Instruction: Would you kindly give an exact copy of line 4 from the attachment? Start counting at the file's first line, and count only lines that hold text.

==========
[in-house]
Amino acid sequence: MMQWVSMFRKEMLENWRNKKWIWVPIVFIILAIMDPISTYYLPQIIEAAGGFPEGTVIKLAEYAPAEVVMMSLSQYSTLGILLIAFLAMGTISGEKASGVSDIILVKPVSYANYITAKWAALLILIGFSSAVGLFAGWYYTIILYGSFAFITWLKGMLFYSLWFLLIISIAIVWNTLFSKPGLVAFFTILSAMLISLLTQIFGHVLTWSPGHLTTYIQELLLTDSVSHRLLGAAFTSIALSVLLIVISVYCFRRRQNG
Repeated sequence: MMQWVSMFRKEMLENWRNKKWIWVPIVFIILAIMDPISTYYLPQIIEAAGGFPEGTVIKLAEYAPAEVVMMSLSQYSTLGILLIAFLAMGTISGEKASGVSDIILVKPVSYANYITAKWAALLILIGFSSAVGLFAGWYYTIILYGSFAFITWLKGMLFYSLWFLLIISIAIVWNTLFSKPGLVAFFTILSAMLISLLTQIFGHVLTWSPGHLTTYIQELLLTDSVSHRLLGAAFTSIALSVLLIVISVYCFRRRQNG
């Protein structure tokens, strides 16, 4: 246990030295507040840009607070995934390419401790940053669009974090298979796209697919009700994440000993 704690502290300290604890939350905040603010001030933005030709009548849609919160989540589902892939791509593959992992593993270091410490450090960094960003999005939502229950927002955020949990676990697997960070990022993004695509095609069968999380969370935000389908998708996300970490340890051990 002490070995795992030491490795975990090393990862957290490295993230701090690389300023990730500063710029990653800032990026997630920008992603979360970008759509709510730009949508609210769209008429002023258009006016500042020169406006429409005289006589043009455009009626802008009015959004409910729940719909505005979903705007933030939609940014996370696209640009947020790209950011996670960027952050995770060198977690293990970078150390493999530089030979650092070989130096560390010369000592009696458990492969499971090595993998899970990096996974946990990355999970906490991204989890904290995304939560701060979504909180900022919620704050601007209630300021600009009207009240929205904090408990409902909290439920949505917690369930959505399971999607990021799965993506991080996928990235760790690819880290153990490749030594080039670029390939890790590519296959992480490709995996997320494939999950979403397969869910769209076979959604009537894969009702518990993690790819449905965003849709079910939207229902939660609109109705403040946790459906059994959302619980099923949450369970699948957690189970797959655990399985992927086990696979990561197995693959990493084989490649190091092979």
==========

């Protein structure tokens, strides 16, 4: 246990030295507040840009607070995934390419401790940053669009974090298979796209697919009700994440000993 704690502290300290604890939350905040603010001030933005030709009548849609919160989540589902892939791509593959992992593993270091410490450090960094960003999005939502229950927002955020949990676990697997960070990022993004695509095609069968999380969370935000389908998708996300970490340890051990 002490070995795992030491490795975990090393990862957290490295993230701090690389300023990730500063710029990653800032990026997630920008992603979360970008759509709510730009949508609210769209008429002023258009006016500042020169406006429409005289006589043009455009009626802008009015959004409910729940719909505005979903705007933030939609940014996370696209640009947020790209950011996670960027952050995770060198977690293990970078150390493999530089030979650092070989130096560390010369000592009696458990492969499971090595993998899970990096996974946990990355999970906490991204989890904290995304939560701060979504909180900022919620704050601007209630300021600009009207009240929205904090408990409902909290439920949505917690369930959505399971999607990021799965993506991080996928990235760790690819880290153990490749030594080039670029390939890790590519296959992480490709995996997320494939999950979403397969869910769209076979959604009537894969009702518990993690790819449905965003849709079910939207229902939660609109109705403040946790459906059994959302619980099923949450369970699948957690189970797959655990399985992927086990696979990561197995693959990493084989490649190091092979």